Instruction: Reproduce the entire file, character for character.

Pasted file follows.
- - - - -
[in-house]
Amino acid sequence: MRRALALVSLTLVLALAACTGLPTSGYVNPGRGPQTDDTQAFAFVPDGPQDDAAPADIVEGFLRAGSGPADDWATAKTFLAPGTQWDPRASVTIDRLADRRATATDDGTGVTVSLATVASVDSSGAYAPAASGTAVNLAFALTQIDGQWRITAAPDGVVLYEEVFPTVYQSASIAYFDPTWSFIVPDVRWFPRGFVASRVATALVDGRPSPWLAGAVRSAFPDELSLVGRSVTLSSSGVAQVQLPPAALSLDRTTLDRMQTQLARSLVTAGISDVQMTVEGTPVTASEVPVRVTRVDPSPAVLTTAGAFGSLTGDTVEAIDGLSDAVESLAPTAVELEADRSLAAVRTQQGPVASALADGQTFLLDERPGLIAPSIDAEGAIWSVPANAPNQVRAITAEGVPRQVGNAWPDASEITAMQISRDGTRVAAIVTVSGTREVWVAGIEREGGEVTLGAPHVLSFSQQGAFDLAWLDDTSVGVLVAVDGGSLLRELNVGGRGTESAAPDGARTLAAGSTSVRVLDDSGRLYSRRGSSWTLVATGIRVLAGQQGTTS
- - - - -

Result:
[in-house]
Amino acid sequence: MRRALALVSLTLVLALAACTGLPTSGYVNPGRGPQTDDTQAFAFVPDGPQDDAAPADIVEGFLRAGSGPADDWATAKTFLAPGTQWDPRASVTIDRLADRRATATDDGTGVTVSLATVASVDSSGAYAPAASGTAVNLAFALTQIDGQWRITAAPDGVVLYEEVFPTVYQSASIAYFDPTWSFIVPDVRWFPRGFVASRVATALVDGRPSPWLAGAVRSAFPDELSLVGRSVTLSSSGVAQVQLPPAALSLDRTTLDRMQTQLARSLVTAGISDVQMTVEGTPVTASEVPVRVTRVDPSPAVLTTAGAFGSLTGDTVEAIDGLSDAVESLAPTAVELEADRSLAAVRTQQGPVASALADGQTFLLDERPGLIAPSIDAEGAIWSVPANAPNQVRAITAEGVPRQVGNAWPDASEITAMQISRDGTRVAAIVTVSGTREVWVAGIEREGGEVTLGAPHVLSFSQQGAFDLAWLDDTSVGVLVAVDGGSLLRELNVGGRGTESAAPDGARTLAAGSTSVRVLDDSGRLYSRRGSSWTLVATGIRVLAGQQGTTS